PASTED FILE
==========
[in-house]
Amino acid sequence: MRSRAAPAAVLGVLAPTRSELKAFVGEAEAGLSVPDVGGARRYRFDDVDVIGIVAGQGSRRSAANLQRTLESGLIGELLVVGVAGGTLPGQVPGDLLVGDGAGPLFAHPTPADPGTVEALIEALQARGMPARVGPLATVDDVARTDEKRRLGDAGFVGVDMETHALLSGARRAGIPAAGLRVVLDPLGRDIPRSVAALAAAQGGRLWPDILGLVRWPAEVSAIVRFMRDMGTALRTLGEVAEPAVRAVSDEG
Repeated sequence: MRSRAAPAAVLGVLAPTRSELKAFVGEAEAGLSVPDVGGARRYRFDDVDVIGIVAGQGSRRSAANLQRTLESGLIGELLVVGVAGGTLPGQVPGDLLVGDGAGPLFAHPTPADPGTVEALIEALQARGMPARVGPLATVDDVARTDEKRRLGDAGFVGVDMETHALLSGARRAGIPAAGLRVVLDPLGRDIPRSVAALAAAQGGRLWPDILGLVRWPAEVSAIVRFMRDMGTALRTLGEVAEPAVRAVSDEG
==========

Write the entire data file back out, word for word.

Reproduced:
[in-house]
Amino acid sequence: MRSRAAPAAVLGVLAPTRSELKAFVGEAEAGLSVPDVGGARRYRFDDVDVIGIVAGQGSRRSAANLQRTLESGLIGELLVVGVAGGTLPGQVPGDLLVGDGAGPLFAHPTPADPGTVEALIEALQARGMPARVGPLATVDDVARTDEKRRLGDAGFVGVDMETHALLSGARRAGIPAAGLRVVLDPLGRDIPRSVAALAAAQGGRLWPDILGLVRWPAEVSAIVRFMRDMGTALRTLGEVAEPAVRAVSDEG
Repeated sequence: MRSRAAPAAVLGVLAPTRSELKAFVGEAEAGLSVPDVGGARRYRFDDVDVIGIVAGQGSRRSAANLQRTLESGLIGELLVVGVAGGTLPGQVPGDLLVGDGAGPLFAHPTPADPGTVEALIEALQARGMPARVGPLATVDDVARTDEKRRLGDAGFVGVDMETHALLSGARRAGIPAAGLRVVLDPLGRDIPRSVAALAAAQGGRLWPDILGLVRWPAEVSAIVRFMRDMGTALRTLGEVAEPAVRAVSDEG